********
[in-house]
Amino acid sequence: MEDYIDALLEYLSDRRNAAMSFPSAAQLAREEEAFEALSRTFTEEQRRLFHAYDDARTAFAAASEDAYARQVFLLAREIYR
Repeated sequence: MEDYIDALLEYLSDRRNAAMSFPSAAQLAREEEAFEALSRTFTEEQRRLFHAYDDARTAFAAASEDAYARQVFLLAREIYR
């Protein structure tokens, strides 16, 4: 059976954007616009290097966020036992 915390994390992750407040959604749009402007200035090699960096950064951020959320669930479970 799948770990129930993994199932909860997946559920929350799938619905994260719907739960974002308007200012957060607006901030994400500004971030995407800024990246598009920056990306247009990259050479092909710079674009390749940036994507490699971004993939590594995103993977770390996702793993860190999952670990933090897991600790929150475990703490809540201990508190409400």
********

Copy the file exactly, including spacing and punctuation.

[in-house]
Amino acid sequence: MEDYIDALLEYLSDRRNAAMSFPSAAQLAREEEAFEALSRTFTEEQRRLFHAYDDARTAFAAASEDAYARQVFLLAREIYR
Repeated sequence: MEDYIDALLEYLSDRRNAAMSFPSAAQLAREEEAFEALSRTFTEEQRRLFHAYDDARTAFAAASEDAYARQVFLLAREIYR
């Protein structure tokens, strides 16, 4: 059976954007616009290097966020036992 915390994390992750407040959604749009402007200035090699960096950064951020959320669930479970 799948770990129930993994199932909860997946559920929350799938619905994260719907739960974002308007200012957060607006901030994400500004971030995407800024990246598009920056990306247009990259050479092909710079674009390749940036994507490699971004993939590594995103993977770390996702793993860190999952670990933090897991600790929150475990703490809540201990508190409400």